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Delivering ‘Goliath’

Urbanna captain pilots tug across Atlantic and back

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The 105-foot-long tug “Allie B” is dwarfed by the 400-foot barge and Goliath Crane. (Photo by George Graham of Goliathcrane.com)

by Tom Chillemi

Captain Billy Hudnall came home to Urbanna in June after piloting a tug 6,000 miles from Massachusetts to Romania.

His cargo was a barge carrying a dismantled 3,800-ton crane nicknamed “Goliath,” which will be reassembled at the Daewoo Shipyard in Romania on the Black Sea. The addition of Goliath made Daewoo the largest shipyard in Europe.

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Captain Billy Hudnall (left) with the crew of the tug “Allie B” that pulled the Goliath Crane 6,000 miles across the Atlantic Ocean. (Photo by George Graham of Goliathcrane.com)

It was the first Atlantic crossing for Hudnall’s employer, Dann Ocean Towing of Tampa, Florida, which has been in business nearly 100 years. The company chose Hudnall, who has 19 years experience as a tug captain, to lead the 3-month-long, 12,000-mile round- cctrip voyage.

Hudnall noted that three members of the crew said it was “the trip of a lifetime” because they figured they’d never cross the ocean again in a tug.

Once assembled, the crane can lift 1,200 tons and move a load 400 feet to the side. It also rolls on tracks.

In contrast, the Newport News Shipbuilding crane has a capacity of 210 tons, said Hudnall.

At 384 feet tall, Goliath had been a landmark for 34 years in Quincy, Mass., near Boston.

The crane is an icon of the American industrial might of the 1970s. The crane was built in 1975 for the Fore River Shipyard. Goliath’s demise also reflects changes in U.S. shipbuilding. It was dismantled to make way for condominiums.

“Allie B,” the ocean tug piloted by Hudnall, pulled a barge that carried 3,800 tons, equal to the load of 15 tractor trailers each carrying 26 tons of lumber.

Allie B crawled along at 6 knots (7 mph), about as fast as a brisk walk, with the barge 1,800 feet behind it. The barge measured 400 by 100 feet.

There was no back-up tug. Instead, Dann Ocean Towing made sure the 105-foot-long tug was reliable. The twin 1,500-horsepower locomotive engines were rebuilt before starting the ocean trip.

Hudnall has captained tugs all over the world. His heaviest load was 3.2 million gallons of gasoline and barge weighing 18,000 tons. Still, crossing the ocean was a new experience. “I would make another one,” said Hudnall who turned 50 during the trip on March 22.

On March 7, the tug and barge left Massachusetts and headed south to Cape Hatteras, N.C., hoping to find better weather. By crossing at the 35th parallel they missed two storms—but still hit three fierce winter storms out of the northeast, said Hudnall.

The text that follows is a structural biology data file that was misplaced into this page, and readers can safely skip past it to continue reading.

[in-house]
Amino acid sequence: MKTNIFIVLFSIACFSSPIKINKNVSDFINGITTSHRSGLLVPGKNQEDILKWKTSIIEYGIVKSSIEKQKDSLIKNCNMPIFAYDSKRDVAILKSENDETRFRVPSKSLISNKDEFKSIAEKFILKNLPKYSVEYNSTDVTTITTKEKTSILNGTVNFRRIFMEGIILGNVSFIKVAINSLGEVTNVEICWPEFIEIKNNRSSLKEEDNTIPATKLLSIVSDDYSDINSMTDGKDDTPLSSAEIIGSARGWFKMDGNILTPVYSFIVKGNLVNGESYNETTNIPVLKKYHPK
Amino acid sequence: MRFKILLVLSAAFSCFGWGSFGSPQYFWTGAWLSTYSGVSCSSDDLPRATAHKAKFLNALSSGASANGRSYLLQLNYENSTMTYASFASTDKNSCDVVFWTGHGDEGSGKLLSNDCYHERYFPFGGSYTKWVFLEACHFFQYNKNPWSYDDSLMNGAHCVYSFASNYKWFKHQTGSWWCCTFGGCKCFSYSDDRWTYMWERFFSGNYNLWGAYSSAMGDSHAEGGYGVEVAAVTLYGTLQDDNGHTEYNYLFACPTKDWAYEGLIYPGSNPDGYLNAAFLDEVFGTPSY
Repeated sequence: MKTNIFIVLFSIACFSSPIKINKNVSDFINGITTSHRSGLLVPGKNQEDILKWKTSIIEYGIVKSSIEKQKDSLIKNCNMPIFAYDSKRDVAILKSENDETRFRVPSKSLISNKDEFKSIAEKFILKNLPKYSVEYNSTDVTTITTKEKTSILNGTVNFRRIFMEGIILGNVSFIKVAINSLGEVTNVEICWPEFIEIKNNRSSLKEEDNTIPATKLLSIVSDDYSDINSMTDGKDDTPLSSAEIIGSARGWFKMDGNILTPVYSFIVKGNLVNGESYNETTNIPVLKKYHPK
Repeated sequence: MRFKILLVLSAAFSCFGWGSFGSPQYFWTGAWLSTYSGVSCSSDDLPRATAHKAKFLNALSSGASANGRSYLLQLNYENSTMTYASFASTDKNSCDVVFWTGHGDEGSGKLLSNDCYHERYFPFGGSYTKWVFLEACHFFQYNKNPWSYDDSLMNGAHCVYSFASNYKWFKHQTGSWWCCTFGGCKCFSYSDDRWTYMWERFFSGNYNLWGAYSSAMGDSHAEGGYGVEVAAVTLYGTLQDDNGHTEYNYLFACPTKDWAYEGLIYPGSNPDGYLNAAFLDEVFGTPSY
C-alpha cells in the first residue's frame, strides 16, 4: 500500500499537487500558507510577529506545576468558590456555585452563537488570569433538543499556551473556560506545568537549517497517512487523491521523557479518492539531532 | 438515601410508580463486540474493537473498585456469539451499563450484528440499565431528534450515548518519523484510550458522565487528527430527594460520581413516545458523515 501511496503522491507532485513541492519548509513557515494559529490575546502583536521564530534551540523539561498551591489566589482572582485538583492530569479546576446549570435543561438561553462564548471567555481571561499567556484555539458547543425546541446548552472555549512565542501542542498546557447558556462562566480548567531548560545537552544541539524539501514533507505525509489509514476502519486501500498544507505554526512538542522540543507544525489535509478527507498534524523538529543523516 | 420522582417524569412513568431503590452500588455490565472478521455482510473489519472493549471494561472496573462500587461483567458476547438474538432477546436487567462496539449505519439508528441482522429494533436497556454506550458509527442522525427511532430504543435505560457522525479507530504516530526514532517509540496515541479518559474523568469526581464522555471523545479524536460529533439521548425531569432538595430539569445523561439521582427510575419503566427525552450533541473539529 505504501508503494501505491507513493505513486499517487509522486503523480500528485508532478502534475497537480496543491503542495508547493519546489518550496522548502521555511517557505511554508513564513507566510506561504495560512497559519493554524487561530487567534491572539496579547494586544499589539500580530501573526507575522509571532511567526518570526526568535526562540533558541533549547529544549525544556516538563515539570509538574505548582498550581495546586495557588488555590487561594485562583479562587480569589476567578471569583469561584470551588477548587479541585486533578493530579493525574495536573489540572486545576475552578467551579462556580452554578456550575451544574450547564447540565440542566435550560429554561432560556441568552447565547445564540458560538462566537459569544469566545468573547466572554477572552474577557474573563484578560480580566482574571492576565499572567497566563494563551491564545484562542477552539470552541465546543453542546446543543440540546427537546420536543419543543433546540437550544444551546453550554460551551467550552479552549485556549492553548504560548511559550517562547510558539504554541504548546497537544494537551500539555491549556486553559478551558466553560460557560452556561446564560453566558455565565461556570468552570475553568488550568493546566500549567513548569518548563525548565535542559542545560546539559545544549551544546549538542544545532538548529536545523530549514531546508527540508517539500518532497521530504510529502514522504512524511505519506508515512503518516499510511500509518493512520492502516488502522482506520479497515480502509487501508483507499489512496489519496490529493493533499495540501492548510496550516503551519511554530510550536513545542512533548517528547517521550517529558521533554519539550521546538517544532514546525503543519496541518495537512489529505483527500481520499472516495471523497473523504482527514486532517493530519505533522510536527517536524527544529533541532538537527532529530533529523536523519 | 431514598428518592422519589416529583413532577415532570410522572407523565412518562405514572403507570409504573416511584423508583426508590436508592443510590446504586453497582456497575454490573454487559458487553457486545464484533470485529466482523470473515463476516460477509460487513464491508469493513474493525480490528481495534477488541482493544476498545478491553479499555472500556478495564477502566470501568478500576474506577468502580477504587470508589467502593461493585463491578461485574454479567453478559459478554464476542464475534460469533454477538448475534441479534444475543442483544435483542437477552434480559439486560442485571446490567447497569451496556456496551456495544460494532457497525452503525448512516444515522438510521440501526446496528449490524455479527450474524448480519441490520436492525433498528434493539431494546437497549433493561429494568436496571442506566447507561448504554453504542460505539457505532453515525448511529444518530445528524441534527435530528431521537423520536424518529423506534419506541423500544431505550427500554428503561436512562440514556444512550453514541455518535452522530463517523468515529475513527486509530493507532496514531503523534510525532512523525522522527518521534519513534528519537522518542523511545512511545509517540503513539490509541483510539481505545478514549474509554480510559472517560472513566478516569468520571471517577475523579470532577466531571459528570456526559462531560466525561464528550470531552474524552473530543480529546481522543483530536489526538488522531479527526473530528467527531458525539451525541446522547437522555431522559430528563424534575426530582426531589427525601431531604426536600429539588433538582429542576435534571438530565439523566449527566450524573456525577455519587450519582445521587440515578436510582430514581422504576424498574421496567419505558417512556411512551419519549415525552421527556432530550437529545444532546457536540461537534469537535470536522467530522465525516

About 1,800 miles off shore of Hatteras, Hudnall’s tug ran into hurricane-force winds topping 75 miles per hour. Waves averaging 30 feet and cresting at 40 feet crashed over Allie B’s bow and splashed against the tug’s bridge, which is 26-feet high. “When waves that big go by, you breathe a sigh of relief,” said Hudnall. “Running at 6 knots, there’s not much you can do to evade a storm.”

During one of the storms, a tow cable guideline broke and had to be replaced. “It was a must-do situation,” said Hudnall, because the 2-inch thick tow cable would have chafed without the guideline and possibly broken. “We really didn’t have a choice,” he said.

Hudnall turned the tug to run downwind, but at 6 knots waves still crashed over the stern. In 25-foot seas, four crew members had to go on the stern deck that was awash with two feet of water. “That was about the hairiest part of the trip, and the guys pulled it off without a hitch,” he said.

The pilot is constantly looking out for “rogue waves,” which can reach heights of 60 to 70 feet—big enough to capsize a tug. During daylight, when rogue waves can be seen, the pilot turns into them. However, at night, the waves can strike without notice. Radar doesn’t pick them up. “At night you can’t see them,” said Hudnall. “It’s not a good feeling.”

The tug arrived at Gibraltar on April 2 after 26 days at sea. It still had a fuel reserve of 15 percent. The crew refueled, got provisions and 12 hours later were headed east in the Mediterranean Sea.

The tug burned 110,000 gallons of diesel fuel for the 6,000 mile-trip (about a half mile per gallon).

The tightest passage was in the Bosporus Strait, which divides Europe and Asia, where the water flowing from the Black Sea was only 800 feet wide. “That’s not as wide as our Rappahannock River.”

The rusting Goliath crane was given to Daewoo Shipyard, which paid to dismantle it and have it transported to Mangalia, Romania. It arrived April 17.

Hudnall said that Romanians respect Americans. “They feel like we had a lot to do with helping to liberate their country” from Communist rule, he said. “They made us feel welcome.”

Some other foreign ports of call have not been as friendly to Americans, he noted.

During the 12,000-mile, 3-month, round-trip journey, Captain Hudnall kept in touch with his wife Susan and children Jimmy, Hunter and Rachel via satellite email.

Captain Hudnall grew up on a farm in Northumberland County on Dividing Creek and worked as a commercial fisherman until that industry started to wane.

For more information, visit http://www.Goliathcrane.com, a website developed by George Graham who is writing a book about the Goliath Crane.

posted 07.23.2009

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